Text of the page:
"While we try to teach our children all about life, our children teach us what life is all about." - Angela Schwindt
Lately, Finn, my youngest, has been waking in the night. He’s become, at six, suddenly afraid of things: the dark, monsters, old people.
“I don’t like how old people look. They are scary,” he whispers to me when we are coming close to an elderly person, careful not to hurt their feelings.
I assure him there is nothing to be scared about; old people were young people once. We, too, will get old.
“But I don’t want to get old. I don’t want to die. I don’t want you to die,” he says, looking into my eyes, his own watery and blinking.
You are not going to die for like a hundred years, I say, meaning it, willing it.
These conversations we have, the ones I have with my children, at bedtime, driving in the car, at someone’s bedside – these are the conversations that crystalize more of what I feel about life and what’s important about it than any other thing I do.
Perhaps it’s because children – at least mine – don’t allow for grey areas. Something is either wrong or right. Yes or no. There is going to be dessert or there isn’t. There is a Santa or there isn’t. There is a good way to treat people and there is a bad way.
They make me state my principles – and then they hold me to them.
I tell them kindness and respect are the rules of the house, so if they catch me being less than exemplary in either area, they will bring it to my attention and quickly. They pin me on questions of ethics and nutrition, the existence of an afterlife, bullying and how elves can possibly know how to make Hex Bugs.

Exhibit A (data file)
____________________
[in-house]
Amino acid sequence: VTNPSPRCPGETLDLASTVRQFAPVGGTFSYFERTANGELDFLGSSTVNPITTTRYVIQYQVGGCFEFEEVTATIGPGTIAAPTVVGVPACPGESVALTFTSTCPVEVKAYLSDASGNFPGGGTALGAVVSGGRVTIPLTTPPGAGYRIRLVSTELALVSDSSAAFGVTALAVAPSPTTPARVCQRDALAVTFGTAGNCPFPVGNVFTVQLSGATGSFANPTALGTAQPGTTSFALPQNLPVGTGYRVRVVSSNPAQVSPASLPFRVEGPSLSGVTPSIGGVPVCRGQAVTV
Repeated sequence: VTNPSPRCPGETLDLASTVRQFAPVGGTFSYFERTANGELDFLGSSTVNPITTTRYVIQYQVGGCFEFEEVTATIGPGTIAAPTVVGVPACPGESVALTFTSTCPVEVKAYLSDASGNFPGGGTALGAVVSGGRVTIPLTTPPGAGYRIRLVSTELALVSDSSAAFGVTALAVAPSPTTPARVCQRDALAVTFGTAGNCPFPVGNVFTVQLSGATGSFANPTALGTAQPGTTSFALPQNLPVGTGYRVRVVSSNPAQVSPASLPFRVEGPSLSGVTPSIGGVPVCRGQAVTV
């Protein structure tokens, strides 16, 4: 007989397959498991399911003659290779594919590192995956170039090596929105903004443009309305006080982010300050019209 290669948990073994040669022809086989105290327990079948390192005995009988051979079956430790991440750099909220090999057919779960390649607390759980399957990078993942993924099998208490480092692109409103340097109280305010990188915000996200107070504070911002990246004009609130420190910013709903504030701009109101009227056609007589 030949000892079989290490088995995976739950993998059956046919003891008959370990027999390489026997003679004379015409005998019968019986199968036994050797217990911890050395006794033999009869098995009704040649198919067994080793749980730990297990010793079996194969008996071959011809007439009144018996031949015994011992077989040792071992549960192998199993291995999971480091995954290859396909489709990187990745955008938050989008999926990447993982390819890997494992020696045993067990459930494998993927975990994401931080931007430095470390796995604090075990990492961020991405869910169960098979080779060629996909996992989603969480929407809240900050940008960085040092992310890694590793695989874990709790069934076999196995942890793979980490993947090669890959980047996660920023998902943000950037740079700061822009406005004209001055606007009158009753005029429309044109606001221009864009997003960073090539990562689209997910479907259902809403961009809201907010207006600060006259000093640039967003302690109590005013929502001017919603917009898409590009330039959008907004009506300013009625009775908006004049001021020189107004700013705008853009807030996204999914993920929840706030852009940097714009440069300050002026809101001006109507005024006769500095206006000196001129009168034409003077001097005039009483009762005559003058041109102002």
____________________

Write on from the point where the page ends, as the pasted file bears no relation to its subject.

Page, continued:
They have clarified my position on so many things and having done so, have made me take the high road and cling onto it, wanting to make them proud, wanting them to have something to emulate.
And then I find myself not only clinging to that high road, but also occasionally trucking right along. When I do falter, as I am prone to do, it can be messy and disappointing for all of us.
Ultimately though, my children’s natural sweetness and tendency toward prioritizing the important things - playing outside as long as possible, swinging for the fences, going barefoot in the summer, splashing puddles in the winter, watching the fireworks until every last one is done and gone – have shaped my idea of what’s important.
However, when their fears arise, like Finn’s of late, I try to create pillars of safety for him, even in a world that feels so unstable. As much as my children have made me a truth teller and a high road seeker, I will also create whatever haven, real or imagined, to protect their innocence and light.
What our children teach us most, is that they are everything.